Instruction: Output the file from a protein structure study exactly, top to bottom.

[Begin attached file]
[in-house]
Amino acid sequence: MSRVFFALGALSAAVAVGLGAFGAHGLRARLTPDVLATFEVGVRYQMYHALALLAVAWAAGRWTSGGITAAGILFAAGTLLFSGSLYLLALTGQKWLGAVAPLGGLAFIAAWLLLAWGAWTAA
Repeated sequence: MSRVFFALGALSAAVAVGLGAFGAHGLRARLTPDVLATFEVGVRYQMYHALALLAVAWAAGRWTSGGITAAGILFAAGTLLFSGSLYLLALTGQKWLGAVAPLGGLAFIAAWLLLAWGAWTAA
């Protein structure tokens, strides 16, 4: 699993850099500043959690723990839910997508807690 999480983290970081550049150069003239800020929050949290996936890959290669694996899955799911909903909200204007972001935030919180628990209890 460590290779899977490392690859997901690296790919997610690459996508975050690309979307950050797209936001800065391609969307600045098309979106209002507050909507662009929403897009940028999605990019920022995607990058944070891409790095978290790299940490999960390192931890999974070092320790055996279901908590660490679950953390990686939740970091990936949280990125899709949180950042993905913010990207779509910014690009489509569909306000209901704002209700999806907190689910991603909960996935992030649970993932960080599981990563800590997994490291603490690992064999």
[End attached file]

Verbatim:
[in-house]
Amino acid sequence: MSRVFFALGALSAAVAVGLGAFGAHGLRARLTPDVLATFEVGVRYQMYHALALLAVAWAAGRWTSGGITAAGILFAAGTLLFSGSLYLLALTGQKWLGAVAPLGGLAFIAAWLLLAWGAWTAA
Repeated sequence: MSRVFFALGALSAAVAVGLGAFGAHGLRARLTPDVLATFEVGVRYQMYHALALLAVAWAAGRWTSGGITAAGILFAAGTLLFSGSLYLLALTGQKWLGAVAPLGGLAFIAAWLLLAWGAWTAA
């Protein structure tokens, strides 16, 4: 699993850099500043959690723990839910997508807690 999480983290970081550049150069003239800020929050949290996936890959290669694996899955799911909903909200204007972001935030919180628990209890 460590290779899977490392690859997901690296790919997610690459996508975050690309979307950050797209936001800065391609969307600045098309979106209002507050909507662009929403897009940028999605990019920022995607990058944070891409790095978290790299940490999960390192931890999974070092320790055996279901908590660490679950953390990686939740970091990936949280990125899709949180950042993905913010990207779509910014690009489509569909306000209901704002209700999806907190689910991603909960996935992030649970993932960080599981990563800590997994490291603490690992064999």